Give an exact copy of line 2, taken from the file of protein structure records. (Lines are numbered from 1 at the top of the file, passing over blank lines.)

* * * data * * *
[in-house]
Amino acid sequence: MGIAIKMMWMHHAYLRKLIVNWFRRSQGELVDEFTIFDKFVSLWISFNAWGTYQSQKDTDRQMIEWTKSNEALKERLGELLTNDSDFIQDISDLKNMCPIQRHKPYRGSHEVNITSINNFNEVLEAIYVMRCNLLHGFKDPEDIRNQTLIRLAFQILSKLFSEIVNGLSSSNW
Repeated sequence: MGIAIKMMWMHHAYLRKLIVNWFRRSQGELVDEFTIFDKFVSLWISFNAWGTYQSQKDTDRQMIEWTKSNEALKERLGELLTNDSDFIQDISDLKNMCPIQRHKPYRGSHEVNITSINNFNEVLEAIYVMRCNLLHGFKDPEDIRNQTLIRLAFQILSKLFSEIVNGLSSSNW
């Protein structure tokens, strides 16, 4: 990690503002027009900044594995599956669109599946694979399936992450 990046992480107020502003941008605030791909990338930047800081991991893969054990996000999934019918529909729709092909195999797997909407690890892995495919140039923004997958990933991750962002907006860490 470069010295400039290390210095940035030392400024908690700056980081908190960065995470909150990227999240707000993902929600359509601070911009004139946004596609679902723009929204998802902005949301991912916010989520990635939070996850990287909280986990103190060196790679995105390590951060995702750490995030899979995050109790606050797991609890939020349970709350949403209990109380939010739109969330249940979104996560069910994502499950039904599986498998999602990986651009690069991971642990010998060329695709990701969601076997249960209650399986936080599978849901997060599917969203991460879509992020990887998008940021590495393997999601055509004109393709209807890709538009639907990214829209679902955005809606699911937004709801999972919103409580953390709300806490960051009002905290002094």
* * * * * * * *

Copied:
Amino acid sequence: MGIAIKMMWMHHAYLRKLIVNWFRRSQGELVDEFTIFDKFVSLWISFNAWGTYQSQKDTDRQMIEWTKSNEALKERLGELLTNDSDFIQDISDLKNMCPIQRHKPYRGSHEVNITSINNFNEVLEAIYVMRCNLLHGFKDPEDIRNQTLIRLAFQILSKLFSEIVNGLSSSNW